While some accounts say the landlord--the Tan Group--would not renegotiate the lease, it issued a press release saying that it wants Kepler's to say in business and had met with Kepler on Friday "to determine how we might work together to make this happen. . . . Contrary to the impression given by the media, on several occasions in the past we have worked closely with Clark Kepler in successfully navigating financial challenges."

In another indication of some hope, Kepler, who said that he had become personally insolvent shoring up the store's finances, told the Almanac/Palo Alto Weekly that "miracles started happening late last week" when "qualified investors who are looking at saving Kepler's" approached him.

At 5 p.m. today, a rally will be held at the store, at which Kepler, among others, is expected to speak. After the rally, a work session "to marshal community resources in support of this beloved local institution" will be held at City Hall.

One Kepler's fan has set up a Web site called savekeplers.com. On the site, an e-mail from Menlo Park mayor Mickie Winkler expressed full support for efforts to keep Kepler's in business and said that the city's economic manager "is contacting national and local independent booksellers to find a replacement for Kepler's, should attempts to restore Kepler's fail."

Media and Movies

Media Heat: Jamie Oliver, Candace Bushnell

Yesterday on WNYC's Leonard Lopate Show:

  • Floyd Abrams spoke freely about his book Speaking Freely: Trials of the First Amendment (Viking Adult, $25.95, 0670033758).
  • John Bailey discussed his book, The Lost German Slave Girl: The Extraordinary True Story of Sally Miller and Her Fight for Freedom in Old New Orleans (Atlantic Monthly Press, $24, 0871139219).
  • Tim Guest lamented on growing up with the guru Bhagwan Shree Rajneesh in his book, My Life in Orange: Growing Up with the Guru (Harvest Books, $14, 015603106X).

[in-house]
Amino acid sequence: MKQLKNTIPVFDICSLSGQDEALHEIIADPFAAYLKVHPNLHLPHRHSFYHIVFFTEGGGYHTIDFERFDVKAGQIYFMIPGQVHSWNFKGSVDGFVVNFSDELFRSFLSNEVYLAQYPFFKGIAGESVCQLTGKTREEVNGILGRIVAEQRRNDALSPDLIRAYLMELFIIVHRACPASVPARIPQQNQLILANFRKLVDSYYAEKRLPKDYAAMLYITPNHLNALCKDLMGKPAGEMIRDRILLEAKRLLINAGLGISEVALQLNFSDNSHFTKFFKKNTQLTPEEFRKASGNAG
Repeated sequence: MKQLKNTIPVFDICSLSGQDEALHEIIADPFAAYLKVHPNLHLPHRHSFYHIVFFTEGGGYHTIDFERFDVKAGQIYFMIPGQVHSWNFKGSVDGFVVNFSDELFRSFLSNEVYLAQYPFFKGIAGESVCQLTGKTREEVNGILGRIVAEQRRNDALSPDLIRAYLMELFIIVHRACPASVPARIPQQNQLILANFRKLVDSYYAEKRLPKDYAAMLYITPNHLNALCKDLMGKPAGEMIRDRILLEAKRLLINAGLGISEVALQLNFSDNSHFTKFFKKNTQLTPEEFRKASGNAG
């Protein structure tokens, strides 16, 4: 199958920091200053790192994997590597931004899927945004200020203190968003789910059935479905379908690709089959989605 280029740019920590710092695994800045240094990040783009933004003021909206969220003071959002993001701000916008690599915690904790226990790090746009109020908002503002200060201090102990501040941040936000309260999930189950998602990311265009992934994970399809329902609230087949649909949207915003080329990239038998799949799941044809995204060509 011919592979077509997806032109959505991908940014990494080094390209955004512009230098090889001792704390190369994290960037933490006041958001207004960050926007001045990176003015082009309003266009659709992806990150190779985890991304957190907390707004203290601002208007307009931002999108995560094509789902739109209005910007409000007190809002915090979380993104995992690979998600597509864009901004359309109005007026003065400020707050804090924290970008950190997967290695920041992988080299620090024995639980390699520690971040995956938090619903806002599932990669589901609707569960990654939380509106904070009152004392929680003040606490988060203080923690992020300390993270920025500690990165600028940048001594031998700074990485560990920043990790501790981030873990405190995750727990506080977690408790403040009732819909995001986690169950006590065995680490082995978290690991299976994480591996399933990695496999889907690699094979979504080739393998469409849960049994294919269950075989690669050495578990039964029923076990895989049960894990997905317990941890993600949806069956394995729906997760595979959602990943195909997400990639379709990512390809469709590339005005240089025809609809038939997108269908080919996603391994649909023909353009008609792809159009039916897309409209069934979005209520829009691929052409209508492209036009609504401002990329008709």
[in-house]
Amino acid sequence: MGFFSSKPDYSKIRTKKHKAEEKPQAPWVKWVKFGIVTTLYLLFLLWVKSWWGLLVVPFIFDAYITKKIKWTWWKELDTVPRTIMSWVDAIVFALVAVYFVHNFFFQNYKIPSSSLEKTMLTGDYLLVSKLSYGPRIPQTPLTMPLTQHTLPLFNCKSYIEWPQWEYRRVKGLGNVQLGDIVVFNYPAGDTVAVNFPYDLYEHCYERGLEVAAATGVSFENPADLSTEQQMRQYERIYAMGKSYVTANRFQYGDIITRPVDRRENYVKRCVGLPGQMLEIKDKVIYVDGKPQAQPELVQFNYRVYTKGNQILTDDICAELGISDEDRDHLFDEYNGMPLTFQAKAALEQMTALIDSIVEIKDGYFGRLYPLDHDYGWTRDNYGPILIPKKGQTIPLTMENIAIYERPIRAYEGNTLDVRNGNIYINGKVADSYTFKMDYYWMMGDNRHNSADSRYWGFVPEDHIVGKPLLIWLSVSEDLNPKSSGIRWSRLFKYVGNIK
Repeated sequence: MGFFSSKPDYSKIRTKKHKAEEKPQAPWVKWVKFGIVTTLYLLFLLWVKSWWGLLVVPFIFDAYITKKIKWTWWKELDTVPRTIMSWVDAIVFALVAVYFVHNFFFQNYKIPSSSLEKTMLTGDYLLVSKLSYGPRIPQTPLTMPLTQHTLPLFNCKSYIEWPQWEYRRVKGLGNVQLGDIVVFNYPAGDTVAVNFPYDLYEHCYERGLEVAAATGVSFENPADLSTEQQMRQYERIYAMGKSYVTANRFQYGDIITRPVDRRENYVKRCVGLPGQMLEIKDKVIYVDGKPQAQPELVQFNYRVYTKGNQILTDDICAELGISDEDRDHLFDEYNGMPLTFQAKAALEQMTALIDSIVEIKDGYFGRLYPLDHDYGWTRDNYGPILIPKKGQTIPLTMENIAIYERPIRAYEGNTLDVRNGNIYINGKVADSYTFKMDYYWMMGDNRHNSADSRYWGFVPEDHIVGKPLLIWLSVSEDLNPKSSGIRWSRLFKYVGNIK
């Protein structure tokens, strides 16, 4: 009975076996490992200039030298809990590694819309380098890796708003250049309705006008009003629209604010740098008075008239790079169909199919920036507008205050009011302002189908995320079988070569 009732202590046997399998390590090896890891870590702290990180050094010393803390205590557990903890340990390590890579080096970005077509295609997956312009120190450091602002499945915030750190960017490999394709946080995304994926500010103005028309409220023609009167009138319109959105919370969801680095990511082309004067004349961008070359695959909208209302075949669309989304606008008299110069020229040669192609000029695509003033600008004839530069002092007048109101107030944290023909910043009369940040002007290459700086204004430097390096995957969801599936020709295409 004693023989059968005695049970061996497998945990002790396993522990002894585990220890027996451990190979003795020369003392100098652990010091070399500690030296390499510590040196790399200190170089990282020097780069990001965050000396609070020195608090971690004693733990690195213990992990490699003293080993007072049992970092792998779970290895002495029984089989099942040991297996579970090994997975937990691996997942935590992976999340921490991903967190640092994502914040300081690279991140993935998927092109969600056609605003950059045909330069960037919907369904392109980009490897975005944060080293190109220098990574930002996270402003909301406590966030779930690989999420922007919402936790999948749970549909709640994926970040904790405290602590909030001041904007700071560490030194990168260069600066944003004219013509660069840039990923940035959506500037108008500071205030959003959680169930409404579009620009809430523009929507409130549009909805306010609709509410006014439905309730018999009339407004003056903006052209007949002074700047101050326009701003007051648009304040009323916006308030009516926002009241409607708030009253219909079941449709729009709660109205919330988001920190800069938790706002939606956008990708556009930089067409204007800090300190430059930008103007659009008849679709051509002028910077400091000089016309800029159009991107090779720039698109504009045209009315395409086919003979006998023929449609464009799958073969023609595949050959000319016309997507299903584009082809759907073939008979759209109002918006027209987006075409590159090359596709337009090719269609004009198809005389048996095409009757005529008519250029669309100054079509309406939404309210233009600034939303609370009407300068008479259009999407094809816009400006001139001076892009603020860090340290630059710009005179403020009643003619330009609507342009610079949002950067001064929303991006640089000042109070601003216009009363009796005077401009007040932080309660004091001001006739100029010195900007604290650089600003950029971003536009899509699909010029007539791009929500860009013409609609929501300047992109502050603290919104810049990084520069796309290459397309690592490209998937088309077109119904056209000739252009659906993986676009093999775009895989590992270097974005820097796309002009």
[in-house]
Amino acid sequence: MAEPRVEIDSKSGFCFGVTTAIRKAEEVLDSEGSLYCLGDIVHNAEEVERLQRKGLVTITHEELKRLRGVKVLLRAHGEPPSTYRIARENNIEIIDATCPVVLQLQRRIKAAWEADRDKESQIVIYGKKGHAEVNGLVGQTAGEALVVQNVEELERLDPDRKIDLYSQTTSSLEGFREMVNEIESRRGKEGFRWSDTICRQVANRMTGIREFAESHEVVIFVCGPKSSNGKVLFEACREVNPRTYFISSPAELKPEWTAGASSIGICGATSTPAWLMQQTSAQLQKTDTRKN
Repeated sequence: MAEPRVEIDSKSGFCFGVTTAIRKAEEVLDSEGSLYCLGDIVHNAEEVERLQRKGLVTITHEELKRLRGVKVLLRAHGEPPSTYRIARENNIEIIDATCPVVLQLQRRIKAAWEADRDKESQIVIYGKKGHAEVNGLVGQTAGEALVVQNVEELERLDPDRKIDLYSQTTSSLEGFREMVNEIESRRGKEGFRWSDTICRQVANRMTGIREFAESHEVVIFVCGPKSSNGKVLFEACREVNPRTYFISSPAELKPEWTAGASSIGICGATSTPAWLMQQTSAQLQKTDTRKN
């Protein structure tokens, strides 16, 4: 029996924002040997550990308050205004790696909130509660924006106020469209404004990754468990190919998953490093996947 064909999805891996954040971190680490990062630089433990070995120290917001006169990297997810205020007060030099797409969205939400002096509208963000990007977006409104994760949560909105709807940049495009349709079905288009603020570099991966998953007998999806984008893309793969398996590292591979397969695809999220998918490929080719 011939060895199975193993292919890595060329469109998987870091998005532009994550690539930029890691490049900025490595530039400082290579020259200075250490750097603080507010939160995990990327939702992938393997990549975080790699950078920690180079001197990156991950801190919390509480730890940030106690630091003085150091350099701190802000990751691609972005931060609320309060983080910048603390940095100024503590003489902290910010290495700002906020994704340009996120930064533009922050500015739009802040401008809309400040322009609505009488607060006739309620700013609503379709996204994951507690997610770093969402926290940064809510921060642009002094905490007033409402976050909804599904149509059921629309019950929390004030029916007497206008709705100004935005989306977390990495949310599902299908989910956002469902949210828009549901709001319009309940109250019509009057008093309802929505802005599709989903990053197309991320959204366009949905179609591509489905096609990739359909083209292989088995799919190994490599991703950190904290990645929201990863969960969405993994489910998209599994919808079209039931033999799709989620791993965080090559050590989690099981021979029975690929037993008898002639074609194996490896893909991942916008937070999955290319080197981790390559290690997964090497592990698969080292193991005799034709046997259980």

• Bob Dole revisited his experiences in college, fighting, being gravely injured in World War II, and his arduous rehabilitation as told in his book One Soldier's Story: A Memoir (HarperCollins, $25.95, 0060763418).
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Last night on Charlie Rose, Johnny Apple spread the word about his Apple's America: The Discriminating Traveler's Guide to 40 Great Cities in the United States and Canada (North Point Press, $22.50, 0865476853). An associate editor for the New York Times, Apple  wrote a series of articles about his travels across America and Canada, which were updated and expanded in the book.

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This morning  on the Today Show, Christine Hassler discusses her book, 20-Something, 20-Everything: A Quarter-life Woman's Guide to Balance and Direction (New World Library, $14.95, 157731476X). Also, Stacy London, co-author of Dress Your Best: The Complete Guide to Finding the Style That's Right for Your Body (Three Rivers Press, $18.95, 0307236714), to be published next Tuesday, reveals how less can be more in fashion.

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Today on WNYC's Leonard Lopate Show:

Michael Schiavo's lawyer, Jon Eisenberg, recalls the right to die controversy and its bioethical implications in his new book, Using Terri: The Religious Right's Conspiracy to Take Away Our Rights (HarperSanFrancisco, $24.95, 0060877324).
The Naked Chef, Jamie Oliver, lists ingredients for bringing good food to schools. His most recent cookbook, Jamie's Dinners: The Essential Family Cookbook (Hyperion, $34.95, 1401301940), examines classic family foods like grilled cheese sandwiches and adds easy gourmet touches.
Chris Roberts reveals the hidden meaning behind nursery rhymes in his new book, Heavy Words Lightly Thrown: The Reason Behind the Rhyme (Gotham, $20, 1592401309).
S.E. Hinton talks about Francis Ford Coppola's new extended and restored film version of her classic teen epic, The Outsiders (Puffin, $7.99, 014038572X).

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On today's View, David Plotz, author of The Genius Factory: The Curious History of the Nobel Prize Sperm Bank (Random House, $24.95, 1400061245), discusses his curious book.

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Tomorrow on the Today Show, former boy Michael Gurian speaks about The Minds of Boys: Saving Our Sons From Falling Behind in School and Life (Jossey-Bass, $24.95, 0787977616). Also, Candace Bushnell, author of Sex and the City, reveals her new book, The Lipstick Jungle (Hyperion, $24.95, 0786868198). 

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Tomorrow on WNYC's Leonard Lopate Show:

  • Daniel Charles evokes Master Mind: The Rise and Fall of Fritz Haber, the Nobel Laureate Who Launched the Age of Chemical Warfare (Ecco, $24.95, 0060562722).
  • Tom Robbins quacks about his new collection of short writings, Wild Ducks Flying Backwards (Bantam, $25, 0553804510).
  • George Ayittey brings a controversial and bold plan for Africa's prosperity to the table in his new book, Africa Unchained: The Blueprint for Africa's Future (Palgrave Macmillan, $35, 1403963592).